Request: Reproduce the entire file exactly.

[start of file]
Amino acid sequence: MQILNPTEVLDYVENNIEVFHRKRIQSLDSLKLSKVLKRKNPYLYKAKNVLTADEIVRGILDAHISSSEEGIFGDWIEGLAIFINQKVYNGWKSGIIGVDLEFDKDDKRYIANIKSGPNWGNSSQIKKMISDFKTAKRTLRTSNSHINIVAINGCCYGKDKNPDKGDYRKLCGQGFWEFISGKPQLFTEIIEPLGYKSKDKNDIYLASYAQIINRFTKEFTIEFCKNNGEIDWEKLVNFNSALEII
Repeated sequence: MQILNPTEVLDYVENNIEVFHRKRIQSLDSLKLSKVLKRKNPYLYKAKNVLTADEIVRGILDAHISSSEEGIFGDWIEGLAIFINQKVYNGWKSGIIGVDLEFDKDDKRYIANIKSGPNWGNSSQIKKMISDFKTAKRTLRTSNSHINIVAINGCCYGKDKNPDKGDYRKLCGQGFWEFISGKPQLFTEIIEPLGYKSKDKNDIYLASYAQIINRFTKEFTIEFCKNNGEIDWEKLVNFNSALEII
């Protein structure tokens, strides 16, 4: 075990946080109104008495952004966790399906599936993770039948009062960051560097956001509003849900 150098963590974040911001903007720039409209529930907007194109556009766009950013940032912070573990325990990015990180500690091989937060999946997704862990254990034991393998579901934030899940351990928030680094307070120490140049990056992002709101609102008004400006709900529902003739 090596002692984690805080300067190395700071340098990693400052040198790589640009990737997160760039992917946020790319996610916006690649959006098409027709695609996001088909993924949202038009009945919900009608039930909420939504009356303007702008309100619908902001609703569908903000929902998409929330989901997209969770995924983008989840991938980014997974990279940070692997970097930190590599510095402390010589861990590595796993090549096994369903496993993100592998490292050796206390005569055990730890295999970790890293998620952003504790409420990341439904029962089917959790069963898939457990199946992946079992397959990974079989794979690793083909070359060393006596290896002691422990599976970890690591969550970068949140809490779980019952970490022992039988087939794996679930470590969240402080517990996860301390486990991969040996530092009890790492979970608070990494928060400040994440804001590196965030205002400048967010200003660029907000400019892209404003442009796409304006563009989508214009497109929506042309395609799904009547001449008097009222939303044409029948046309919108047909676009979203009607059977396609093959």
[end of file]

Amino acid sequence: MQILNPTEVLDYVENNIEVFHRKRIQSLDSLKLSKVLKRKNPYLYKAKNVLTADEIVRGILDAHISSSEEGIFGDWIEGLAIFINQKVYNGWKSGIIGVDLEFDKDDKRYIANIKSGPNWGNSSQIKKMISDFKTAKRTLRTSNSHINIVAINGCCYGKDKNPDKGDYRKLCGQGFWEFISGKPQLFTEIIEPLGYKSKDKNDIYLASYAQIINRFTKEFTIEFCKNNGEIDWEKLVNFNSALEII
Repeated sequence: MQILNPTEVLDYVENNIEVFHRKRIQSLDSLKLSKVLKRKNPYLYKAKNVLTADEIVRGILDAHISSSEEGIFGDWIEGLAIFINQKVYNGWKSGIIGVDLEFDKDDKRYIANIKSGPNWGNSSQIKKMISDFKTAKRTLRTSNSHINIVAINGCCYGKDKNPDKGDYRKLCGQGFWEFISGKPQLFTEIIEPLGYKSKDKNDIYLASYAQIINRFTKEFTIEFCKNNGEIDWEKLVNFNSALEII
């Protein structure tokens, strides 16, 4: 075990946080109104008495952004966790399906599936993770039948009062960051560097956001509003849900 150098963590974040911001903007720039409209529930907007194109556009766009950013940032912070573990325990990015990180500690091989937060999946997704862990254990034991393998579901934030899940351990928030680094307070120490140049990056992002709101609102008004400006709900529902003739 090596002692984690805080300067190395700071340098990693400052040198790589640009990737997160760039992917946020790319996610916006690649959006098409027709695609996001088909993924949202038009009945919900009608039930909420939504009356303007702008309100619908902001609703569908903000929902998409929330989901997209969770995924983008989840991938980014997974990279940070692997970097930190590599510095402390010589861990590595796993090549096994369903496993993100592998490292050796206390005569055990730890295999970790890293998620952003504790409420990341439904029962089917959790069963898939457990199946992946079992397959990974079989794979690793083909070359060393006596290896002691422990599976970890690591969550970068949140809490779980019952970490022992039988087939794996679930470590969240402080517990996860301390486990991969040996530092009890790492979970608070990494928060400040994440804001590196965030205002400048967010200003660029907000400019892209404003442009796409304006563009989508214009497109929506042309395609799904009547001449008097009222939303044409029948046309919108047909676009979203009607059977396609093959």